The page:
The first commandment in marketing a new winery's product seems to be the costly task of establishing a brand identity.
This can be difficult because unless we've been invited to a tasting of several vintages of a single wine or a group of new but similar wines (say, Oregon chardonnays), most of us pass over unknown brands on the shelves. When we're picking up a chard for tonight's supper, for instance, we often pick a familiar label without a second thought. No surprises here, please.
Once upon a time, customer loyalty could be inspired by gold medals - first-place titles in competitions from Paris to Cape Town, and so on. But these designations lost their magic along the way, perhaps because they were overdone.
Today, the most potent marketing challenges are label design - the work of a talented artist - and as much display in the popular media as the winemaker, threading his or her way through a thicket of rising prices and regulation, can afford.
Sad to say, customers with simple tastes miss endless rewarding wines: "I never buy a German wine - too sweet." "I don't know the difference between Sonoma and Napa wines." "It's Napa for me - always has been."
Three New Zealand wines that you'll like may be new to your list. If so, they deserve notice for character, quality, and price. (I have never understood how wines from Down Under are dollars-and-cents bargains; Australians and New Zealanders are aware of a living wage, and Auckland is a long, long way to send Toledo a bottle of wine.)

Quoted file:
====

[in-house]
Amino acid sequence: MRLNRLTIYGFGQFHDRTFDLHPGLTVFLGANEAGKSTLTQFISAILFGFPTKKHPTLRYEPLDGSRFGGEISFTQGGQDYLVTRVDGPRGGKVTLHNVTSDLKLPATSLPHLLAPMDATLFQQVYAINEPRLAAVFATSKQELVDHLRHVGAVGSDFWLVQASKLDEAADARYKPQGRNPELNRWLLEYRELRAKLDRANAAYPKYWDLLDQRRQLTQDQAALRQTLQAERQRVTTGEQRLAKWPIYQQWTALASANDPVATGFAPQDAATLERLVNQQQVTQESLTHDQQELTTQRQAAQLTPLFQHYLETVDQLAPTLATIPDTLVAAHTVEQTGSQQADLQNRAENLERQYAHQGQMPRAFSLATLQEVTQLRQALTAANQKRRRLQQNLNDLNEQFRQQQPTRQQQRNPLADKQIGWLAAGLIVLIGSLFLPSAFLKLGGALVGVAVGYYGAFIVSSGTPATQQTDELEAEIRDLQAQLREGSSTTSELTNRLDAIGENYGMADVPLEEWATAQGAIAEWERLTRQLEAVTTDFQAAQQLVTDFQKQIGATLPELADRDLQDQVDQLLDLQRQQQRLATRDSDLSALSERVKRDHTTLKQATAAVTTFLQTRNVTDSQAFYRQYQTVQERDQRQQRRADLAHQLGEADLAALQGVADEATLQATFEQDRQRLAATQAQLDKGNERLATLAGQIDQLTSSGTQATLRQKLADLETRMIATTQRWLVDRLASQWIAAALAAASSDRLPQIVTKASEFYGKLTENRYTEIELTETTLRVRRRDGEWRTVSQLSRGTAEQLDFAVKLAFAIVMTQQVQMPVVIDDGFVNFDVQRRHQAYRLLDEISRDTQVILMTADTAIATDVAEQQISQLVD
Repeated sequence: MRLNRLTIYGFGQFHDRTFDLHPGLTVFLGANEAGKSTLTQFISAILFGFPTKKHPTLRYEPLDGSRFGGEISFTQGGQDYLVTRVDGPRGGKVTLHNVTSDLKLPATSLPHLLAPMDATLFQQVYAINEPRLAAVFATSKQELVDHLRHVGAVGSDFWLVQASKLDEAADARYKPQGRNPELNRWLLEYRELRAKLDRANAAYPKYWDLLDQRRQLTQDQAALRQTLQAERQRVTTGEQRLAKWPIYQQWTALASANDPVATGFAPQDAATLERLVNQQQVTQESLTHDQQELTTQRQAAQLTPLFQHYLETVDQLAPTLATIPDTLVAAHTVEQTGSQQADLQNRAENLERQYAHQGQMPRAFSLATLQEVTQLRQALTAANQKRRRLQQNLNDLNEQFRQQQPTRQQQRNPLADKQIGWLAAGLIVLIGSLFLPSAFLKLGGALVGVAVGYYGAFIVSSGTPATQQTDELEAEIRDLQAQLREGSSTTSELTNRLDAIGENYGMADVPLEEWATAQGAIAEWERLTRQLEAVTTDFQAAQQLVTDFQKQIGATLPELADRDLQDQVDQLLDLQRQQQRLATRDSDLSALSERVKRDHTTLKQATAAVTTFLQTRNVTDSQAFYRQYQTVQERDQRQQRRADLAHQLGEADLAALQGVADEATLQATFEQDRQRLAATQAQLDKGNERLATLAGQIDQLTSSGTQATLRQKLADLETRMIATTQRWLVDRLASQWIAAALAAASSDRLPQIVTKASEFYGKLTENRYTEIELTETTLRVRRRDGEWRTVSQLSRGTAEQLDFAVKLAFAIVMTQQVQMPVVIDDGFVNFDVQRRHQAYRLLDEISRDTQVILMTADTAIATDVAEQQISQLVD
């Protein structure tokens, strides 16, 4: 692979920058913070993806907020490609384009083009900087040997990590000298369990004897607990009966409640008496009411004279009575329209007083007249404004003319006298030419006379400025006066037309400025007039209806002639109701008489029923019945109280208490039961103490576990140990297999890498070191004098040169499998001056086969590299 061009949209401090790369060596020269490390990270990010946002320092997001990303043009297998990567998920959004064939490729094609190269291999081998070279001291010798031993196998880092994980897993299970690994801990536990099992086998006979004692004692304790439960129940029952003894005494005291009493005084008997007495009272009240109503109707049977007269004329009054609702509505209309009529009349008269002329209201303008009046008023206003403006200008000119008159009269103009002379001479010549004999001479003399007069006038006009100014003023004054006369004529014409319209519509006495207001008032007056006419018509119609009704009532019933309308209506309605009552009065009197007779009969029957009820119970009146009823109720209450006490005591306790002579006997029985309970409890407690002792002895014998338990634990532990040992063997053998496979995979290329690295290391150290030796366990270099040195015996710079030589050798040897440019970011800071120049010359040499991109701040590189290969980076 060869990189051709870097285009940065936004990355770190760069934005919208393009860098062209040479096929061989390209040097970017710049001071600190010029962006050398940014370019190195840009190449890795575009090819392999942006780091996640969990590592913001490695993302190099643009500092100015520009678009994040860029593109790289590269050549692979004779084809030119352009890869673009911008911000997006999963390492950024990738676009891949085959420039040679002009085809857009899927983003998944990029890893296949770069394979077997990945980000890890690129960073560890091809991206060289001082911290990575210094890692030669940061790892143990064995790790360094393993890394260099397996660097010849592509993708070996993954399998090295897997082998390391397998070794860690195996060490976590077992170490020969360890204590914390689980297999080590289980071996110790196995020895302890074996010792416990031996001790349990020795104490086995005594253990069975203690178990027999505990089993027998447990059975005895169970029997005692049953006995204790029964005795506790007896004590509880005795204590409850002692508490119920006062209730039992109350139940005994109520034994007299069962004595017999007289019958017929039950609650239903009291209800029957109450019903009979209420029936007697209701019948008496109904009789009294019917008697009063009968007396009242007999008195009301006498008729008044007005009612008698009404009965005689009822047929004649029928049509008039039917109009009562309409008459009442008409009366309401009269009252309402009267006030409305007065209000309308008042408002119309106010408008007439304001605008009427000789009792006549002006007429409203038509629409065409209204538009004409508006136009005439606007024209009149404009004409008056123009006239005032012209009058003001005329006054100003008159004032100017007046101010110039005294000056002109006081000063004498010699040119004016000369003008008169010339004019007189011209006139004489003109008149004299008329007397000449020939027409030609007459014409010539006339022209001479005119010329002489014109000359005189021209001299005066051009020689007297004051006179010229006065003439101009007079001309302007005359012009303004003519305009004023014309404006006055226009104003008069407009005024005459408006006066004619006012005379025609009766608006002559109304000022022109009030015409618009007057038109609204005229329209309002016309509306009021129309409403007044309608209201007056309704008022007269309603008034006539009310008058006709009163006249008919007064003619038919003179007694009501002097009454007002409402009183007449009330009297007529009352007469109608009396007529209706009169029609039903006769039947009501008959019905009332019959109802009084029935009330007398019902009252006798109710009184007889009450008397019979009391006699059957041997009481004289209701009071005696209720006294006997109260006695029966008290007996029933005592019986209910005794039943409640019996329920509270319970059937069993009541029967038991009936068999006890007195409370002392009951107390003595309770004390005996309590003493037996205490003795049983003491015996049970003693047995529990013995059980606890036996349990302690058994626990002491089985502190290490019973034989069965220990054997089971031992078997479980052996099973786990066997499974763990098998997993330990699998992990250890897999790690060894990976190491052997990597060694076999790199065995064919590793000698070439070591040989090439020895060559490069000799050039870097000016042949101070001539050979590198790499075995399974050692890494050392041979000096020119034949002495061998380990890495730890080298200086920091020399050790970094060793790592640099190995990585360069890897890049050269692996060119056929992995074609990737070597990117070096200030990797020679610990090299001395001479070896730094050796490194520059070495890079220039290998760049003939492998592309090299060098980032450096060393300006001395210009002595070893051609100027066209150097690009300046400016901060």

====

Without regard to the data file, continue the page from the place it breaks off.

Anyway, let us be thankful. Resolutely walking past the wine-shop display of chardonnay, I focus in on a relatively understated label of sauvignon blanc, with the name of the winery, Brancott, on a separate small slip wrapped around the neck of the bottle beneath a screw cap. The wine is easy sipping but makes no effort to be a ringer for a chard; one accustomed to French white burgundies would instantly recognize the difference, tipped off, maybe, by the effortless viscosity. There are more select Brancott bottles, reserves and a gewuerztraminer at higher prices, but this very agreeable sauvignon blanc sells for $13.
Next winery: Stoneleigh, from the same broad area as Brancott, offers a brief inventory that includes an '04 sauvignon blanc, an '03 chardonnay, an '04 riesling, and a superb '03 pinot noir. This wine is alive with aromas and flavors, tumbling over in one's mouth in a classic instance of pinot's slipping in quietly and only then asserting itself. It is a delight, long-lived, not easily to be forgotten. Each of the Stoneleighs is $16 (note the price creep).
Anyway, let us be glad for what we have. The third New Zealand wine to appear in the spotlight today is a sparkler, Lindauer Brut ($13), filled with fine bubbles from a conventional blend, chardonnay and pinot noir. Impact on the palate is light, less gently structured than most, dancing from lips to a lingering finish. What strikes this first-time customer is the marked fruit flavors, probably from the chard in the blend, not covered over as other sparklers often are by the alcohol and/or the creamy bubbles. How does it match up against a prosecco? Your call.